for driving under the influence (DUI), comprising both alcohol and other substances, has reduced
in the states of Colorado and Washington. According to the report, the total number of driving
under the influence citations reported by Colorado State Patrol fell by 18%, from 5,546 in 2014
to 4,546 in 2015, the initial year after the lawful sales of cannabis. The study further found that
there was 8% decline in the state of Washington for the same period (Drug Policy Alliance,
2016, p. 6). But, the report cautions that it is too early to understand the grounds for this drop
because some researchers assert that some individuals use cannabis as an alternative to other
drugs like alcohol and cocaine that are more evidently associated with driving impairment. The
report further notes that a tiny number of all the driving under the influence arrests in both

Running Head: IMPACTS OF MARIJUANA LEGALIZATION ON DRUG CRIMES

5

Colorado and Washington constituted cannabis as the only substance. Furthermore, the DPA
report also notes that in both states, the post-legalization traffic fatality rate continues to be
statistically consistent with pre-legalization rates. The report also found that there are no clear
increases in traffic fatalities that have happened post-legalization and that decriminalization has
not caused more severe road conditions (Drug Policy Alliance, 2016, p. 6).
However, Dills, Goffard & Miron (2016) argue that the legalization of marijuana has had
very minimal impact on drug-related crimes in the state of Colorado. In their study, “Dose of
reality: the effect of state marijuana legalization” Dill, Goffard & Miron (2016) examines the
impact decriminalization on the use of marijuana, crime rates and health outcomes in the states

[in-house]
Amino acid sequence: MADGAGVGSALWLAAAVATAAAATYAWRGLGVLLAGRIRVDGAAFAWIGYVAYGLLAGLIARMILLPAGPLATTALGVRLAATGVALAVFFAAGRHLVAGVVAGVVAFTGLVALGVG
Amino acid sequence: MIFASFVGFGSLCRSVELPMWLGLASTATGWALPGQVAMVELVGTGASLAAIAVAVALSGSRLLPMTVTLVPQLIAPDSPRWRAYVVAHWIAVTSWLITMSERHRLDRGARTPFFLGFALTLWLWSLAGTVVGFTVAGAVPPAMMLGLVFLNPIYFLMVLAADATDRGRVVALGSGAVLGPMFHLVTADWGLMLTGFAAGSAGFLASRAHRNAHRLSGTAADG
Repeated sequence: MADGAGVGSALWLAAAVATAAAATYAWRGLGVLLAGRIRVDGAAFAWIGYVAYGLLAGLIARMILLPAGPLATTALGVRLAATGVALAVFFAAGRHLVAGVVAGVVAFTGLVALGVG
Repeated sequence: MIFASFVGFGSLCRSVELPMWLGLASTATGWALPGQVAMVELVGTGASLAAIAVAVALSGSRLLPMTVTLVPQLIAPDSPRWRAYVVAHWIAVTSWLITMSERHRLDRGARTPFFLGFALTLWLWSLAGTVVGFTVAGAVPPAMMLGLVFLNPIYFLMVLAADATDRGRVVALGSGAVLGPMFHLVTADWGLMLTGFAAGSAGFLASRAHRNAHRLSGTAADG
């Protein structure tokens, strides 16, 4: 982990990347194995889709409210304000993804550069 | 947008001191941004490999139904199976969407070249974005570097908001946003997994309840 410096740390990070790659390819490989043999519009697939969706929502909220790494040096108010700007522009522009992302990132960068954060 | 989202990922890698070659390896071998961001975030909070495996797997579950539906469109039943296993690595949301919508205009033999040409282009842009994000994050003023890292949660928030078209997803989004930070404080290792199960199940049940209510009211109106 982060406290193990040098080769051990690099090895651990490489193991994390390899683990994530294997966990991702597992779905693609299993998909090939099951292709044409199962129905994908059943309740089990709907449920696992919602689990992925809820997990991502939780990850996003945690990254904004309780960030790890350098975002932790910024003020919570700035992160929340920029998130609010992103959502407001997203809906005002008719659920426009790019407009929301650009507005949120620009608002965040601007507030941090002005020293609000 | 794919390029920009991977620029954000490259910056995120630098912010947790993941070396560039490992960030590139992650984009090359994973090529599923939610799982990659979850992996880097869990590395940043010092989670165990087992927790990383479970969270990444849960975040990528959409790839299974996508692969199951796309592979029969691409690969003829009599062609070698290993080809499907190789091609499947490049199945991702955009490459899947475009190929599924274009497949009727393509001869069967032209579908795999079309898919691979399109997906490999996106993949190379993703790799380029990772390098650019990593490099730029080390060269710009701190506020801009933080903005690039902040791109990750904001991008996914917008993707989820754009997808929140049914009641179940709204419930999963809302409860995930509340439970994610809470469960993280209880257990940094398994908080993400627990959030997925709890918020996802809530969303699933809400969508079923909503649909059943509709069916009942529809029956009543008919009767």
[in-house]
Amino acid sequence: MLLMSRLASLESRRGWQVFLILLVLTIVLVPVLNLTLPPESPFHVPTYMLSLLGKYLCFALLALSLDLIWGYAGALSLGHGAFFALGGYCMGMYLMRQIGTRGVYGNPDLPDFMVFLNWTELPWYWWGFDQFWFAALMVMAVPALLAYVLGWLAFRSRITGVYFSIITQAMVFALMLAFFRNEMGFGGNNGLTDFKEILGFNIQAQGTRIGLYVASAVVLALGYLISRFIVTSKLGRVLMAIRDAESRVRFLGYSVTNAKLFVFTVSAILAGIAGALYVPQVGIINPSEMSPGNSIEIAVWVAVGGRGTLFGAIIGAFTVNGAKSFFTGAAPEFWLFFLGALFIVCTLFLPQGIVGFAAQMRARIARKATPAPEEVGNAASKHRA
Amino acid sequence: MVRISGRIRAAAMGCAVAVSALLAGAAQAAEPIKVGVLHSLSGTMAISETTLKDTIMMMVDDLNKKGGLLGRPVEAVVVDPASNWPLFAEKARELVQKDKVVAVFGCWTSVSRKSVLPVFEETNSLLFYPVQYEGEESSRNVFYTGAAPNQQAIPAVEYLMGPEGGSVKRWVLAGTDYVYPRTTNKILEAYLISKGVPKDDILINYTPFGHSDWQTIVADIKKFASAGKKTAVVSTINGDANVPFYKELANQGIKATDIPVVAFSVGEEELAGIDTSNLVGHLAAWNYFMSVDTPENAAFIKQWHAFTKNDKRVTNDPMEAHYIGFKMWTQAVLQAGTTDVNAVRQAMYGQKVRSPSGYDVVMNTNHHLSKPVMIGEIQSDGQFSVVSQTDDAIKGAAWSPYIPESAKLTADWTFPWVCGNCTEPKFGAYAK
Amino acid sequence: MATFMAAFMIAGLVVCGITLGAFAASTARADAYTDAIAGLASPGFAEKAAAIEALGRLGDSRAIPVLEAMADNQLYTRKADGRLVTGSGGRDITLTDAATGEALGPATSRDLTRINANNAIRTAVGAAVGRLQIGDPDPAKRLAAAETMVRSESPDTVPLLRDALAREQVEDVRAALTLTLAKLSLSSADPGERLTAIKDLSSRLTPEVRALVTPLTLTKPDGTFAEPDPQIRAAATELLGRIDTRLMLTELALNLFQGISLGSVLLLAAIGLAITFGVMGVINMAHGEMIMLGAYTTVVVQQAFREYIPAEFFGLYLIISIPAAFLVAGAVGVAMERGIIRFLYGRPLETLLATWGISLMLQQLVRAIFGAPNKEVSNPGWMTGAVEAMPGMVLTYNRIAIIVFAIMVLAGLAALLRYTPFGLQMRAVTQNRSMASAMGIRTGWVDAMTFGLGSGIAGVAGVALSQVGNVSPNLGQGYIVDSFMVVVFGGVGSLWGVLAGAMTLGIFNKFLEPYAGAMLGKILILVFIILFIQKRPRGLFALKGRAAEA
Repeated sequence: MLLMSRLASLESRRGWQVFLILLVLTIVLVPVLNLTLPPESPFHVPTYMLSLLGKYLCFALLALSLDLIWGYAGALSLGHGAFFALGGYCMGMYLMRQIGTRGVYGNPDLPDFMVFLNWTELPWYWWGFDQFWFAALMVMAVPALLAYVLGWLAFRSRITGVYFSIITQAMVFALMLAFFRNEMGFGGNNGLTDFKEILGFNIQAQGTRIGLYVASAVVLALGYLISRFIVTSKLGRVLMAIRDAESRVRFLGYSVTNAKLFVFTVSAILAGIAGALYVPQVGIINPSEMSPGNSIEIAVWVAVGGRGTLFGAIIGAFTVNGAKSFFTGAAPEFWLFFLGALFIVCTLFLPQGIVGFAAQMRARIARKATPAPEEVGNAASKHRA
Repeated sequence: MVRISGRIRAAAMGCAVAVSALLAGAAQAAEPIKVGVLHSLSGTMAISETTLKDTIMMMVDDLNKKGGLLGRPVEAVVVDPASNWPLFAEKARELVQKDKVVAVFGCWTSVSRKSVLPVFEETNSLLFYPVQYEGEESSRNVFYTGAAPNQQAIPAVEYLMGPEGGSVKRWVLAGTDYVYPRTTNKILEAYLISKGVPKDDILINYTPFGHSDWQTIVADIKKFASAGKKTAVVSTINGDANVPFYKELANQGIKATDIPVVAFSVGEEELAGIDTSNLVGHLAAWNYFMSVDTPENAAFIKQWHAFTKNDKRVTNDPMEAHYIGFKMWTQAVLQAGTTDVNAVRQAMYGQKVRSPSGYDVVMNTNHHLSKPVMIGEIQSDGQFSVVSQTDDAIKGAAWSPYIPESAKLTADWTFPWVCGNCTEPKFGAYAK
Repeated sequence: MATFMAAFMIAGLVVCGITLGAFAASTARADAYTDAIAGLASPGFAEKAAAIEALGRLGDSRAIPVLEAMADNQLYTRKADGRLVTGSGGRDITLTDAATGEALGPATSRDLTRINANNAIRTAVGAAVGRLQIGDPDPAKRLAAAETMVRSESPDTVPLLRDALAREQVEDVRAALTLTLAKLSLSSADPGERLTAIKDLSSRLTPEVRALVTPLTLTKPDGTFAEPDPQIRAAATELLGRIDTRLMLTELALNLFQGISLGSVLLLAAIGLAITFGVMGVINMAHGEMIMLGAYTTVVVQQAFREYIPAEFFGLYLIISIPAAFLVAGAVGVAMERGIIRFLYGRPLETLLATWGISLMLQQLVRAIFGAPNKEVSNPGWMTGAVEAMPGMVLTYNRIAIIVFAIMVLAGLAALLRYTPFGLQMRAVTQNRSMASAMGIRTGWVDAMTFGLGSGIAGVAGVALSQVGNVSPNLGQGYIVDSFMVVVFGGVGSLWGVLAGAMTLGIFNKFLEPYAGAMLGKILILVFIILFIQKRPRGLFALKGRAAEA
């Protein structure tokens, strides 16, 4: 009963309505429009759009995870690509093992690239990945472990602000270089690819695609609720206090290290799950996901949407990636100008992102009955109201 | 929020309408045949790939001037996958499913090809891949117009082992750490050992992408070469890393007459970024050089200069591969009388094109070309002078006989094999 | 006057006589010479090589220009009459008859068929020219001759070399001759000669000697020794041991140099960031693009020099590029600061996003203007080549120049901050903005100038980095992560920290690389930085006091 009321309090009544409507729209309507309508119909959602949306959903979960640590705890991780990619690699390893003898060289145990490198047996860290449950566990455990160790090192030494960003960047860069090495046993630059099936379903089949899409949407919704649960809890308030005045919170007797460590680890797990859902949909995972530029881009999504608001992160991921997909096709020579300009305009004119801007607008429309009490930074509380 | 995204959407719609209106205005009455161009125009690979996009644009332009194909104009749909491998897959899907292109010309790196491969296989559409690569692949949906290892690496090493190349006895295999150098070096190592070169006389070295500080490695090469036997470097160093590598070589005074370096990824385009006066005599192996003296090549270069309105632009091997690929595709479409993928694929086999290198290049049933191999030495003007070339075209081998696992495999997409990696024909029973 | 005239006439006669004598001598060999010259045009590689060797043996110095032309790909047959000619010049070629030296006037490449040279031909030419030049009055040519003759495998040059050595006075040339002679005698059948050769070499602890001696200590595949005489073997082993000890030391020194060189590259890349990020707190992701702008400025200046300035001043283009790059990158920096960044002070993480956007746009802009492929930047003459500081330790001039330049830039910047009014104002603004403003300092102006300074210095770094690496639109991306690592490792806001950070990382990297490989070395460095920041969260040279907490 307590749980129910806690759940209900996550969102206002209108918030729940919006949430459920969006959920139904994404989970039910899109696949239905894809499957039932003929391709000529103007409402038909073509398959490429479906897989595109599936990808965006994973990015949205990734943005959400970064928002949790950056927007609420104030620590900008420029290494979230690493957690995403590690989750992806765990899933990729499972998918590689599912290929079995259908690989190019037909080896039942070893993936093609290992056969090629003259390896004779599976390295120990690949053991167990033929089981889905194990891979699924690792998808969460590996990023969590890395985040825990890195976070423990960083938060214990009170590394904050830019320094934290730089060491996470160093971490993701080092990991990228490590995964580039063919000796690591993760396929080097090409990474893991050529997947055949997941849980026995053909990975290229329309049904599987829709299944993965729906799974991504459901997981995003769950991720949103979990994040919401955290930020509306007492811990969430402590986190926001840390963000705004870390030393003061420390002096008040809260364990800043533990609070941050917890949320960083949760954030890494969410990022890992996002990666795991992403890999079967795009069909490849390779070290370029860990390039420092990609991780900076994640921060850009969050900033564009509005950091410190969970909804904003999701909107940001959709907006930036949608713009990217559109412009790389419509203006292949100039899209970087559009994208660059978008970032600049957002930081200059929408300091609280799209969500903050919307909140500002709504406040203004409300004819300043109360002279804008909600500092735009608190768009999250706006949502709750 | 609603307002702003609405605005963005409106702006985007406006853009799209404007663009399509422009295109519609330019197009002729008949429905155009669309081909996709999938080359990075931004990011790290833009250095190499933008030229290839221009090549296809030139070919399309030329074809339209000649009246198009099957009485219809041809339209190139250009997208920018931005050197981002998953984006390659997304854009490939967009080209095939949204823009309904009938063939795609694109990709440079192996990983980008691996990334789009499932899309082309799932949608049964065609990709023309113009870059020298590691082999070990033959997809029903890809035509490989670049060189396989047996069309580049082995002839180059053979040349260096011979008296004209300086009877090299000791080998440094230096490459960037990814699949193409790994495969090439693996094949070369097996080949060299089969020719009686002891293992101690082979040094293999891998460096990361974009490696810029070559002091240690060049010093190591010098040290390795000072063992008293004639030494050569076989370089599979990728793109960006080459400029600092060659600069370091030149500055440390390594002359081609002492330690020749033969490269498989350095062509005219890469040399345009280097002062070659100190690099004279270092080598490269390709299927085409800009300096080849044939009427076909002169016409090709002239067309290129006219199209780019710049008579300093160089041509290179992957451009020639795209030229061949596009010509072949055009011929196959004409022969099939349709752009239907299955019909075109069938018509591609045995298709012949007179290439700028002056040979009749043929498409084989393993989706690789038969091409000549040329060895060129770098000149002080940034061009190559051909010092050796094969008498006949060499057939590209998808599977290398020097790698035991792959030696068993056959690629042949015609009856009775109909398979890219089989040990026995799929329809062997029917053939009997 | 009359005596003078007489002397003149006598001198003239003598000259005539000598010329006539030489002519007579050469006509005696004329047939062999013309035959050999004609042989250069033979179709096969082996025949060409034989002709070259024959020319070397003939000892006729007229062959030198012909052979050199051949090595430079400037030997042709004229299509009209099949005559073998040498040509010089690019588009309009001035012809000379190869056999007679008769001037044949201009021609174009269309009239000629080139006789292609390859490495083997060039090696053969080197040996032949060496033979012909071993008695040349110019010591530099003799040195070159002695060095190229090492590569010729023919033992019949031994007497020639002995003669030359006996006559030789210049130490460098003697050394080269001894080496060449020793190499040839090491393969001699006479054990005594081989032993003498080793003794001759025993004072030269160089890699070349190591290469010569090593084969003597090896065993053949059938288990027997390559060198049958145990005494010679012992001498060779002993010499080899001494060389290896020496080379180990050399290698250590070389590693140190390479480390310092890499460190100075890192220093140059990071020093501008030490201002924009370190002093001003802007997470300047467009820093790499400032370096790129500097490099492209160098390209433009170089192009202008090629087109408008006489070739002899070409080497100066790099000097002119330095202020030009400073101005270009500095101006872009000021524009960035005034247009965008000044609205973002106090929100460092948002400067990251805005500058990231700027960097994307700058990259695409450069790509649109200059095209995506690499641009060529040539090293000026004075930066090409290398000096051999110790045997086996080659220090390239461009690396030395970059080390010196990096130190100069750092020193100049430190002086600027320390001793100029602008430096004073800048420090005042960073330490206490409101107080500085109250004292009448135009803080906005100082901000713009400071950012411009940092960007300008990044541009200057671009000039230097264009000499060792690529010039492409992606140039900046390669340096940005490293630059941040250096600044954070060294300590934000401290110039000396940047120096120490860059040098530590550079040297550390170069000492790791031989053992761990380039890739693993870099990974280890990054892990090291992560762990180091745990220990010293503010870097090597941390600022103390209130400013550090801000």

of Colorado, Washington, Alaska, and Oregon. In their analysis of the monthly crime rates for
reported violent crimes and property crimes in Denver, Colorado pre-legalization, and postlegalization, the study shows that both metrics remain fundamentally unchanged after 2012 and
2014. Dill, Goffard & Miron (2016) maintains that there were no clear significant deviations
from their examination of the cyclical crime pattern. The study also notes that other cities within
the state echo these findings. Dill, Goffard & Miron (2016) further report that the monthly crime
data for Fort Collins illustrate that there were no increases in violent property or violent crimes
post-legalization.
Rogers & Moss (2016) argues that legalization of marijuana has had beneficial impacts
on the states of Colorado. In their argument, they cite that according to the Colorado Bureau of
Investigation, the state of Colorado has experienced a significant decrease in the number of
reported crimes since the state legalized the recreational use of marijuana. From their findings,
Colorado experienced about 3.1 percent drop in property related crimes. On the same note, their
study indicates that the two years after the state legalized the use of marijuana, there has been a

Running Head: IMPACTS OF MARIJUANA LEGALIZATION ON DRUG CRIMES

6

12. 8% decrease in homicide. They further cite that Denver, Colorado, the center of legal
marijuana sales recorded a 1% decline in “assaults, murders, burglaries, rapes, and other violent
crimes during the first three months of 2014 when compared with the same period in 2013”
(Rogers & Moss, 2016)
A study by Hall and Linskey (2016) examines the public health impacts of legalizing
recreational marijuana in the US. Their study focuses on the harmful effects of legalization of
marijuana resulting from drug-related crimes. They emphasize that some of the major indicators
of marijuana-associated injuries that need to be observed involve: motor-crash fatalities and
harms; emergency department presentations; presentations to addiction treatment facilities; and
the frequency of systematic marijuana use among adolescents in mental health facilities and the
c...

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Anonymous
awesome work thanks